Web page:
By Duncan and Sally Wood
As the name suggests, South Shore Special Place (SSSP) is located at the south end of Eastman Lake. It includes 38 condos and one single-family home. The condos, which comprise three separate associations, stretch from Pioneer Point to the edge of the 15th fairway on Eastman Golf Links; the one house is adjacent to the lake’s emergency spillway off Road Round the Lake (RRL). A mix of full-time residents, weekenders, “snowbirds,” and renters occupy these homes.
Four of the condos at Pioneer Point were created in the original Eastman Community Association’s (ECA) developer’s marketing office constructed in 1976. Each of those condos has a unique layout. The single-family home had originally been the demonstration house for Yankee Barn Homes, a construction company in Grantham, so quite a number of Eastman residents passed through it when considering the construction of their own Yankee Barn homes. There is a building marked as a “Visitor’s Center,” which is really a real estate office, that is located within the Special Place. It shares the driveway and parking area of the 15 condos and house in Pioneer Point and when the office is closed, residents there often find themselves providing directions to lost visitors.
Each area of the Special Place has something to observe out of its windows. Residents of the condos on Niblick Lane get to watch the golfers attempt to land their tee shots on the 15th Green. Occupants of the condos on Lakeview Place and half of those on Pioneer Point get to watch the never-ending activity at the public boat ramp with its official dog swimming area. Others at Pioneer Point are yearround observers of the South Cove harbor and children’s beach. One resident even expresses a degree of unofficial “lifeguarding” responsibility as she watches the babies on the beach and various boaters heading out into the waves on a windy day.
Margery Bostrom, who purchased her condo in 1992, has the distinction of being the longest full-time resident of South Shore Special Place. When Margery was asked what makes this Special Place “special,“ her response was that even though it is one of the smallest Special Places in terms of the number of owners, it has always been the home of residents who have been very active in the governance of Eastman, the former Eastman Sewer Company, and the Village District of Eastman. At age 90+, Margery, herself, recently served on the ECA’s Joint Governance Task Force. She also noted that the regular quarterly meetings of the Special Place have included formal business plus a lot of friendly conversations for many years. When she was asked what has changed the most in her 24 years at Pioneer Point, she replied that the density of the trees and shrubs along the shore has greatly increased and reduced the view she once had. She also recalled a trail along the edge of the lake from the Point to South Cove that has now been lost to shrubbery.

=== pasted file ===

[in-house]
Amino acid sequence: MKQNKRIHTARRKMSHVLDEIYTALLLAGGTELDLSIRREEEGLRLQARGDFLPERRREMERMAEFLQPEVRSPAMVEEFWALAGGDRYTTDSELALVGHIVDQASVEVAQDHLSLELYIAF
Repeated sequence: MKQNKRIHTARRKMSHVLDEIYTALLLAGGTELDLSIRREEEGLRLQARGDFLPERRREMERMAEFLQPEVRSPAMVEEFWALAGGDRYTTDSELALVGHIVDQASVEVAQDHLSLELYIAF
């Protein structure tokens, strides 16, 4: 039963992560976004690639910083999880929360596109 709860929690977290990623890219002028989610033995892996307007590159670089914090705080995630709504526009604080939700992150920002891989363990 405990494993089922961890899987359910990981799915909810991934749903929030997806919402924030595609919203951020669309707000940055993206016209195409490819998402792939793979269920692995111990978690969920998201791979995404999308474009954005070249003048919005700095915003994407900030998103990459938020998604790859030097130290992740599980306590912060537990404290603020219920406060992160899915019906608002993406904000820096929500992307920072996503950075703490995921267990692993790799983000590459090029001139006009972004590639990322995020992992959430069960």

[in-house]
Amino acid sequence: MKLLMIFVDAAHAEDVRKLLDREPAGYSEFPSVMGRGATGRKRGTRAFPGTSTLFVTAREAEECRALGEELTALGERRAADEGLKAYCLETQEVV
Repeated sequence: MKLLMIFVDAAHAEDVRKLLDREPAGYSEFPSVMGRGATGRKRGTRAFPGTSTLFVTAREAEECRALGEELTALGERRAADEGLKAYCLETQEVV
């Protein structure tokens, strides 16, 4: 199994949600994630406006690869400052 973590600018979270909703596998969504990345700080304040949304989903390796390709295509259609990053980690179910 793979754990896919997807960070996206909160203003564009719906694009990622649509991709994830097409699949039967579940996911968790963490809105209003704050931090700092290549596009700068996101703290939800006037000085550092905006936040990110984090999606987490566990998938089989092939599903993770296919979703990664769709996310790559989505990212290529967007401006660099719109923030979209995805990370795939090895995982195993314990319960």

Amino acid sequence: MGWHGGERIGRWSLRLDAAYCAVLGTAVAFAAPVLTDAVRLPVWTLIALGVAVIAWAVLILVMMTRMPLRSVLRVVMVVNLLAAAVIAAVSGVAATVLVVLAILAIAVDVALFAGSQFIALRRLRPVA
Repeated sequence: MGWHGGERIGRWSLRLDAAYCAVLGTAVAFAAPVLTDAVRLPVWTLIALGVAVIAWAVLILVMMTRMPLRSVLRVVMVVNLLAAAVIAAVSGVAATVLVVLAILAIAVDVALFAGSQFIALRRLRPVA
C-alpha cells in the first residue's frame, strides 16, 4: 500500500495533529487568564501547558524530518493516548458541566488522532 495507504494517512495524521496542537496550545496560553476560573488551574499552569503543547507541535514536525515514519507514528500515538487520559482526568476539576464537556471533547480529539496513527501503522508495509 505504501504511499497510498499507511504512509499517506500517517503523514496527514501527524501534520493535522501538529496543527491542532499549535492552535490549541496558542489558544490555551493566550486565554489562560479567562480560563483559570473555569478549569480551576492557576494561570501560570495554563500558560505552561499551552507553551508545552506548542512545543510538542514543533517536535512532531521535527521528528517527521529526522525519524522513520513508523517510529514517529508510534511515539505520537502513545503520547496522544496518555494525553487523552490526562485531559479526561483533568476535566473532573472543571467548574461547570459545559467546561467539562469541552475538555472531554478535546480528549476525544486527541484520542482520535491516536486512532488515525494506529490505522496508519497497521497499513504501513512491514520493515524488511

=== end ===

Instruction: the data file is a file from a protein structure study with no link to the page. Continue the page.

A special advantage of living in SSSP is the ability to easily walk to the South Cove Activity Center (SCAC), the beach, and Peppermint Patty’s. However, resident Duncan Wood points out that crossing the spillway to get to the gym or pool at SCAC on a cold, windy morning in January can be a real challenge.
Dave and Carol Miller are the owners of the house and land that is the dam’s emergency spillway. For many years, they have permitted the Eastman Community Association’s (ECA) Recreation Department to use the spillway as the transition area for the Splash, Mash & Dash Triathlon held annually in June. In 2015, the Millers voluntarily placed an easement on their land that ensures that the ECA can use that area for activities after they leave Eastman.
Various people have asked why there are “unfriendly” signs on the fire lane around Pioneer Point that indicate it is private property. The answer stems from the sequential development of Eastman. In general, as subdivisions of the land were created, open space grants were included on the deeds of each of the lots along the lakeshore. For whatever reason, now lost in the mist of history, the developer did not include such a grant when the South Shore II Condominium property was created. Several years ago, the association’s attorney advised that a sign indicating “private property” would provide some degree of legal liability defense if someone injured him or herself while crossing Pioneer Point. However, the condo association does not stop people from crossing the Point and formally grants permission each year to the ECA for its use during the triathlon and summer camps.
Although our Special Place is adjacent to and extends across Road Round the Lake, we do have a variety of wildlife visitors. In the Niblick Lane area south of RRL, deer and fox are often seen crossing the road. At Lakeview Place, loons, heron and ducks can be seen in addition to the many dogs chasing tennis balls and Frisbees off the boat ramp. A few years ago, a moose was seen running along the fire lane in front of the Pioneer Point condos, and a bald eagle was seen circling above the parking lot. SSSP may not be in the deep woods like many other Special Places, but it still has these visitors as well as a lot of small bird activity.
So the next time you drive across the bridge near the dam, remember that you are in the midst of the South Shore Special Place.